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Thyroid Disease Treatment in South Korea

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About Thyroid Disease Treatment

This information is intended for general information only and should not be considered as medical advice on the part of Health-Tourism.com. Any decision on medical treatments, after-care or recovery should be done solely upon proper consultation and advice of a qualified physician.


What is the thyroid?

It is a small butterfly-shaped gland which rests in the middle of the lower neck. Its main function is to control the metabolism of the body by producing hormones T3 and T4 which tell the body’s cells how much energy is needed.


What is thyroid disease?

Thyroid disease occurs when the thyroid produces either too much or too little of the thyroid hormones. A properly functioning thyroid maintains the right amount of hormones required to keep the body’s metabolism functioning normally. The thyroid replaces the hormones as they are used. The thyroid hormones are monitored and controlled by the pituitary gland which is located in the center of the skull below the brain. When the pituitary gland senses a change in thyroid hormone levels, it adjusts its own hormone (TSH) and sends s it to the thyroid to signal it what to do.


Types of thyroid disease
  • Hyperthyroidism: This is a medical condition which occurs when the patient has an overactive thyroid causing the thyroid gland to produce too much of thyroxine. When the thyroid produces too many hormones, it results in the body using energy faster than it should.
  • Hypothyroidism: This is a common disorder in which the thyroid gland doesn’t produce enough thyroid hormone. It is also known as underactive thyroid or low thyroid. It results in the body using energy slower than it should.

What causes thyroid disease?

There are several different causes of thyroid disease. The conditions that causes hypothyroidism include thyroiditis, postpartum thyroiditis, Hashimoto's thyroiditis, iodine deficiency and a non-functioning thyroid gland. The conditions which causes hyperthyroidism include thyroiditis, Graves’ disease/diffuse toxic goiter (enlarged thyroid gland), overactive nodules within the thyroid, and excessive iodine.


Treatments for Hyperthyroidism
  • Antithyroid drugs: These are drugs prescribed to slow down the production of thyroid hormones. They are also called thyrostatics. Once thyrostatics are administered, it can take a couple of days to become effective. Additionally, the dose needs to be carefully titrated over a period of months, with regular doctor visits as well as blood tests to monitor results so as to prevent hypothyroidism.
  • Beta-blockers: A patient suffer from hyperthyroidism may also obtain immediate temporary relief before permanent treatment can take place. Beta-blockers only relieve the symptoms and do not treat hyperthyroidism or any of its long-term effects if left untreated.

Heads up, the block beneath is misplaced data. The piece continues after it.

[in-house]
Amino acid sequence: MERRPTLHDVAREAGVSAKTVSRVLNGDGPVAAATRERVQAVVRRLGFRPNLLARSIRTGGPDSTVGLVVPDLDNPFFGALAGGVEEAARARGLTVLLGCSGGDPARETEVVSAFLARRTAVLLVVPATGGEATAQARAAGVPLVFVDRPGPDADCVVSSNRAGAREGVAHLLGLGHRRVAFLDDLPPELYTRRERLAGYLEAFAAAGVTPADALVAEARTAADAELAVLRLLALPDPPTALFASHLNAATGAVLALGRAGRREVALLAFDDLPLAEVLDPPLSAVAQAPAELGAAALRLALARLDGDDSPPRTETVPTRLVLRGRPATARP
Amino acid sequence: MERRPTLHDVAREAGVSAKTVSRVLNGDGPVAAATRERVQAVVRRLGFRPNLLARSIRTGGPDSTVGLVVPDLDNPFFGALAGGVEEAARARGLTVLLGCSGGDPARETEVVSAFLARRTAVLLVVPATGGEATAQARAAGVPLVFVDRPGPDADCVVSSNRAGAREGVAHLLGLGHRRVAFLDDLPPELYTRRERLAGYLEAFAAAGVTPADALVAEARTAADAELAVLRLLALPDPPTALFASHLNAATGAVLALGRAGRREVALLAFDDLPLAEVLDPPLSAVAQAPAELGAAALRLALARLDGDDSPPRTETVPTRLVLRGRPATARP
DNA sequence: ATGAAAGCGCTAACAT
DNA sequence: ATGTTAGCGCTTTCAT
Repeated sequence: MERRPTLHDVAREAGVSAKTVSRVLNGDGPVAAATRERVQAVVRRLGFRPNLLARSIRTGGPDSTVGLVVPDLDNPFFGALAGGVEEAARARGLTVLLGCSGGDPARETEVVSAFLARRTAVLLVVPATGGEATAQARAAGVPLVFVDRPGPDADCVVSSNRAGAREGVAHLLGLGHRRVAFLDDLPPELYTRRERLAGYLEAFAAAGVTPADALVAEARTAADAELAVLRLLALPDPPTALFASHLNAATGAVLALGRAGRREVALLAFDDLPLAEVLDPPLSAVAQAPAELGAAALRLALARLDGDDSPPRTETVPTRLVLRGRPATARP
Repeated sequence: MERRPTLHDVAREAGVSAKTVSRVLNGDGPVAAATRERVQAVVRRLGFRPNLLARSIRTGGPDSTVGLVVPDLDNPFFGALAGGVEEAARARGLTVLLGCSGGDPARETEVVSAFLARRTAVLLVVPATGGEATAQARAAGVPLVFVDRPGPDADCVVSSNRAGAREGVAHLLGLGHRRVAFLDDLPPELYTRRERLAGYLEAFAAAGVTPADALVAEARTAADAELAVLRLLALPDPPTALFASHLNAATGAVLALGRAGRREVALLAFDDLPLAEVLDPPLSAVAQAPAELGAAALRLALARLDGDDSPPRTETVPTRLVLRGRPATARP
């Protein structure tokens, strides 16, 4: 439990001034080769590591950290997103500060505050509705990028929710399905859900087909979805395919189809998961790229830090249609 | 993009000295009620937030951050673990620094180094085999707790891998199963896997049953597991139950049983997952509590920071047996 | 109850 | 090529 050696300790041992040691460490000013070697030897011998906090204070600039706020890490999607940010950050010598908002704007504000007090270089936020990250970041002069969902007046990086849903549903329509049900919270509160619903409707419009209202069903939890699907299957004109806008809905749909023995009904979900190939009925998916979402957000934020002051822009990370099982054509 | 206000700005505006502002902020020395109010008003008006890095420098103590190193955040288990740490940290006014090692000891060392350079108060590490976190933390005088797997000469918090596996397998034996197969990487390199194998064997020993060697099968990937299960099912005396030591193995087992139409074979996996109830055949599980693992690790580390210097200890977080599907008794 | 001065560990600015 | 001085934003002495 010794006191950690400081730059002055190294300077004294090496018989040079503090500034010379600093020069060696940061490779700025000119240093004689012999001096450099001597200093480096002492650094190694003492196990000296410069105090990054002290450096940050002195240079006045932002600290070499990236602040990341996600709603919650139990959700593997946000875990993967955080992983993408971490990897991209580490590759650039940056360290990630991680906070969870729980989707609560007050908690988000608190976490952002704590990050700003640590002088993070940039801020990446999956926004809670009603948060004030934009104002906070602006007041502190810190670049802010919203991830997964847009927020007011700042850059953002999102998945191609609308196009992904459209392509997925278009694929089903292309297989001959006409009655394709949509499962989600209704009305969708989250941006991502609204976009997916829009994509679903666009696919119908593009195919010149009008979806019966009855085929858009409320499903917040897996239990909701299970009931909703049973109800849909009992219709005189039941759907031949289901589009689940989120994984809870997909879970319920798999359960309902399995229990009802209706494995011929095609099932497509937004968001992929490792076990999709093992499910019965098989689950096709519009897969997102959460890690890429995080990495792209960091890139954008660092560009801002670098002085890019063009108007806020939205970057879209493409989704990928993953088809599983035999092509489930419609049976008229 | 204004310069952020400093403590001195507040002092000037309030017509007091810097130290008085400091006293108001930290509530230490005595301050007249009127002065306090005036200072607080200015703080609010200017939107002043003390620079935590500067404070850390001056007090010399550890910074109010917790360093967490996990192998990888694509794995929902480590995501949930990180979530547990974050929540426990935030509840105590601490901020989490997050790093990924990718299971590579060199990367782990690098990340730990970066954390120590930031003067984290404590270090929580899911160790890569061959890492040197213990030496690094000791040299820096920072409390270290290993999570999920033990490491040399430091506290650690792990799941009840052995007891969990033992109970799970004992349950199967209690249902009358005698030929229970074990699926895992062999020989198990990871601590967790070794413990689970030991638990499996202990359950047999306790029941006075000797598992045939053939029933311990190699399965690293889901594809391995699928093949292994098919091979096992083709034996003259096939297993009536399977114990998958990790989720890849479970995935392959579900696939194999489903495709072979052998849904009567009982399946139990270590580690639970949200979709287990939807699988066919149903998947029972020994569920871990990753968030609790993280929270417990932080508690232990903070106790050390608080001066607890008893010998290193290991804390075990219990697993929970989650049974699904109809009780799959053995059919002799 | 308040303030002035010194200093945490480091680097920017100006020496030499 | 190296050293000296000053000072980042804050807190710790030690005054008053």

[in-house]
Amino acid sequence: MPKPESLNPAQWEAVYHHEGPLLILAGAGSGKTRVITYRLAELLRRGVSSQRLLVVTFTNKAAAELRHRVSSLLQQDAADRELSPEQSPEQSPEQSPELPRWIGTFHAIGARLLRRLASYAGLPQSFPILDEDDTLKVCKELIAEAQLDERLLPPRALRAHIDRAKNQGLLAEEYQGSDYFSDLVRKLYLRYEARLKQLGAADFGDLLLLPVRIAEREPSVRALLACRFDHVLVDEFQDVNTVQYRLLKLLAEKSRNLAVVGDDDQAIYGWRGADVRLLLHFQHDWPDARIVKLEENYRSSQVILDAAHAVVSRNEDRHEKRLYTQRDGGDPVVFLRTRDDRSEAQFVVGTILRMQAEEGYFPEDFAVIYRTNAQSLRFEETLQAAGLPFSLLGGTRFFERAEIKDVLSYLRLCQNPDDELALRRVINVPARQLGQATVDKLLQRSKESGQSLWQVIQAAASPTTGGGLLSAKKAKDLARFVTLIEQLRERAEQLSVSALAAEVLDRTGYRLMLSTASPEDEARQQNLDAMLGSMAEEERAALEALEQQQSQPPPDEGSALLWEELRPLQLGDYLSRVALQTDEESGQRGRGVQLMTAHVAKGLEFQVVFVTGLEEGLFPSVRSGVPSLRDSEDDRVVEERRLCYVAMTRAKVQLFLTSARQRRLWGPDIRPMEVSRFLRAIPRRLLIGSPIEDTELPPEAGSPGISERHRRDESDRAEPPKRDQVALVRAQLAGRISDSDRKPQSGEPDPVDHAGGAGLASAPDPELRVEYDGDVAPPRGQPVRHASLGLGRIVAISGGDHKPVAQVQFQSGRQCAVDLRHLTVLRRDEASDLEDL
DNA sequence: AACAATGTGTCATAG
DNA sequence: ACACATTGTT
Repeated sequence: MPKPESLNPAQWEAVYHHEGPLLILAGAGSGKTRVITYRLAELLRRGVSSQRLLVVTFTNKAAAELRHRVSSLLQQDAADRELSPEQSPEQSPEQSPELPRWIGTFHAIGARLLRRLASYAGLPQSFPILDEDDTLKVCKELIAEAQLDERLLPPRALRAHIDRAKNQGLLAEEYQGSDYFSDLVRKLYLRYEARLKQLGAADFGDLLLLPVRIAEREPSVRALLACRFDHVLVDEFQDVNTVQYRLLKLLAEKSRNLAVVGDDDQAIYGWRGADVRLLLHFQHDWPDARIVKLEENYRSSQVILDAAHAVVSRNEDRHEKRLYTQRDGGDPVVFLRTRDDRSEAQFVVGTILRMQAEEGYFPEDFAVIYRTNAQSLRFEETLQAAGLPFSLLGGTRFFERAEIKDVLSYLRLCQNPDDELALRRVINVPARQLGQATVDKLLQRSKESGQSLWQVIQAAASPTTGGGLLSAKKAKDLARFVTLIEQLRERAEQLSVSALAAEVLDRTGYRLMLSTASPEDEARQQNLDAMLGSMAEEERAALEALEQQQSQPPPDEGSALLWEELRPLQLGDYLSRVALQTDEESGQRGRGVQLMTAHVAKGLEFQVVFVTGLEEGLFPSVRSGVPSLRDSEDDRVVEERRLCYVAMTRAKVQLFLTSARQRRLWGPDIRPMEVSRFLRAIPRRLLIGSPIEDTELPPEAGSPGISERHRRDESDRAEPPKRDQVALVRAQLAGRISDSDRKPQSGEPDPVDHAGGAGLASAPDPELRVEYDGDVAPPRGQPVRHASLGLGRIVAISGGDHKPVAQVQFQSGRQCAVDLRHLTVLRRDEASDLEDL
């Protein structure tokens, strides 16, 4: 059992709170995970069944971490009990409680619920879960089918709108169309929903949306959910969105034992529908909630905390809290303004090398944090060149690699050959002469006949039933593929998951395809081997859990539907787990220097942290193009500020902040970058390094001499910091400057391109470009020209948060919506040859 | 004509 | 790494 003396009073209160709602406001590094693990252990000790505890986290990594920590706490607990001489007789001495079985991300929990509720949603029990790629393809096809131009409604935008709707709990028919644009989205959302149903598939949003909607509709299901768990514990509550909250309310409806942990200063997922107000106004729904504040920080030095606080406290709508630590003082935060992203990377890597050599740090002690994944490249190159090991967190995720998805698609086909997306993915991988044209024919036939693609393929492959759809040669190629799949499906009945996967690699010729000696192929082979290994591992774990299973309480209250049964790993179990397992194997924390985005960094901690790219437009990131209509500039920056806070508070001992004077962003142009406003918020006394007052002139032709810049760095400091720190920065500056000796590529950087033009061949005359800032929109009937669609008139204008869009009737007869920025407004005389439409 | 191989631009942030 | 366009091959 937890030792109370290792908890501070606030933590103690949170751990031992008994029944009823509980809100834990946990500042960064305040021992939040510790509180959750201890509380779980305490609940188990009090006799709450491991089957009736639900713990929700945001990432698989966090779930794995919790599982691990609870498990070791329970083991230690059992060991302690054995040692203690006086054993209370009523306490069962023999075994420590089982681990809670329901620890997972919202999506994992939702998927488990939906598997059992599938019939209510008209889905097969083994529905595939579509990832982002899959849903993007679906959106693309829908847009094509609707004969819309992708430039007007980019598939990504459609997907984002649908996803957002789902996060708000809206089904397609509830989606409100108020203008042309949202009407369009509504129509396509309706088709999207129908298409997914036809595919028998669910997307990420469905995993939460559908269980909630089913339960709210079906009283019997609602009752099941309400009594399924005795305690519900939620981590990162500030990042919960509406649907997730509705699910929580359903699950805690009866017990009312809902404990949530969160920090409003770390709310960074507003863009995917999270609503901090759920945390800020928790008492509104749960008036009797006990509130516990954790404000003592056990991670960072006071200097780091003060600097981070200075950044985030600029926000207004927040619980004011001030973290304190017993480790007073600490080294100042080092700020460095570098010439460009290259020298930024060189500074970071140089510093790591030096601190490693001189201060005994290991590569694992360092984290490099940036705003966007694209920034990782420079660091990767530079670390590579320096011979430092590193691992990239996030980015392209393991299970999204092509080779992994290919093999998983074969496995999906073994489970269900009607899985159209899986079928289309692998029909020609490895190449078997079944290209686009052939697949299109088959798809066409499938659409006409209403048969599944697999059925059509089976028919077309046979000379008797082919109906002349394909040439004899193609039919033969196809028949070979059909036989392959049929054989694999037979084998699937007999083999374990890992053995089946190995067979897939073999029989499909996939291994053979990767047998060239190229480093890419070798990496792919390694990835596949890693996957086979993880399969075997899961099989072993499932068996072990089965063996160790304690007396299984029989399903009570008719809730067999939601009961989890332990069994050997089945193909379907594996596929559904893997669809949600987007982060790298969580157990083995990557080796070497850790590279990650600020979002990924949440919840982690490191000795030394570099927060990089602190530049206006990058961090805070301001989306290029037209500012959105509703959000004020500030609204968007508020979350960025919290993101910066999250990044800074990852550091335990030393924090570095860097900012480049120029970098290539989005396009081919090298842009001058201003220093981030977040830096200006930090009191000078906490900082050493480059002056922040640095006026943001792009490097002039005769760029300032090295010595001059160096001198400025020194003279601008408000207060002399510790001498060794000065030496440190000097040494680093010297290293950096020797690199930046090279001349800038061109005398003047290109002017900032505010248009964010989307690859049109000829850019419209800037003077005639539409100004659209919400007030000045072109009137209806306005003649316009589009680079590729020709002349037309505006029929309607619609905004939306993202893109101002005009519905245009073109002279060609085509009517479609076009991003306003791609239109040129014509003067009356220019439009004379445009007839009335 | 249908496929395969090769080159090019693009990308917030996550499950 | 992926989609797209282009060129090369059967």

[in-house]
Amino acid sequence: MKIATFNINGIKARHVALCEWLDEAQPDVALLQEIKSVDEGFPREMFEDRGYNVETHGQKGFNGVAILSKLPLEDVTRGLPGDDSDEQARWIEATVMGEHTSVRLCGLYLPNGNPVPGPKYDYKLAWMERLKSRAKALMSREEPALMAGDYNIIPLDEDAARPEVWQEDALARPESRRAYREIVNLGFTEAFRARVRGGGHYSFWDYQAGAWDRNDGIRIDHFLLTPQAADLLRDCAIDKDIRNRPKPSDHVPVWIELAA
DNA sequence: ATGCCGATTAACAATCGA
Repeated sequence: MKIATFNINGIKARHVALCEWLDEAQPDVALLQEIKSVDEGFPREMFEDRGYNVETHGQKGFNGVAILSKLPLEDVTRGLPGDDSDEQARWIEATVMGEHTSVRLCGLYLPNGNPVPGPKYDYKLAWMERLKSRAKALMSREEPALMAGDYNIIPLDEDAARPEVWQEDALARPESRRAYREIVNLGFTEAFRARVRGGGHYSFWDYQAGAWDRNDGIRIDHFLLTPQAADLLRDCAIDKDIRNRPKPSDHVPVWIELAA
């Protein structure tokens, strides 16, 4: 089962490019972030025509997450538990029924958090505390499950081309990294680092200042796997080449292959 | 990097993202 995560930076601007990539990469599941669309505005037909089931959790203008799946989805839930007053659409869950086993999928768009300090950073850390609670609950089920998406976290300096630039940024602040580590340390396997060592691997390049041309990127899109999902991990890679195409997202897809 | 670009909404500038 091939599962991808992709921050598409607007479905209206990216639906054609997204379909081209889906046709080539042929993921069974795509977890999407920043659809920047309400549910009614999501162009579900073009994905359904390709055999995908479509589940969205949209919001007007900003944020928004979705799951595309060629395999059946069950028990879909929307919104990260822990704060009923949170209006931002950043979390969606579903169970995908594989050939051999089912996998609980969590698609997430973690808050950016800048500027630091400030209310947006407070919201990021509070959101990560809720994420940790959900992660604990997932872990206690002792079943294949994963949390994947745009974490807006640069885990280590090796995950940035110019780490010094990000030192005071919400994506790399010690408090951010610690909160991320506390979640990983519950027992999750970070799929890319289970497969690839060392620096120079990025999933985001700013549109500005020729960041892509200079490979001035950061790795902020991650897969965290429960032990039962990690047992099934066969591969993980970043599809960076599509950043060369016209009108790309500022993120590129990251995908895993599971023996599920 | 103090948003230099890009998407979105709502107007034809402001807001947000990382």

• Diet: People with autoimmune hyperthyroidism are advised to make dietary changes and increase the intake of foods high in iodine. It is advisable to use iodized salt.
  • Surgery: Surgery can be performed to remove a part or the whole thyroid a procedure called thyroidectomy. However, this is not extensively used because most common forms of hyperthyroidism are successfully treated by other methods.
  • Radioiodine: Radioactive iodine treatment can be used to destroy the thyroid tissue. At first, symptoms of hyperthyroidism may worsen following the treatment, since the thyroid hormones are released into the blood via the radioactive iodine treatment. However, medications such as beta blockers may be used during this period of time and a good number of patients are able to tolerate the initial few weeks without any problems.

Treating Hypothyroidism
  • Hormone replacement: This is the most common way of treating hypothyroidism and entails administering a synthetic long-acting form of thyroxine.
  • Desiccated animal thyroid: This is an animal based thyroid gland extract which contains forms of T4, T2, calcitonin, T3, and T1. However, its use today is unsupported by evidence.
  • Intensive care admission: Severe decompensated hypothyroidism or Myxedema coma usually require admission to the intensive care unit. In severe cases, mechanical ventilation may be used as well as vasopressor agents, careful rewarming, fluid replacement, and corticosteroids.

Treating Thyroid Cancer

Thyroid cancer is usually treated by surgical removal of the cancerous tissue. The whole thyroid gland may also be removed in a procedure called thyroidectomy. If cancer has spread beyond the thyroid affected tissue is also removed.

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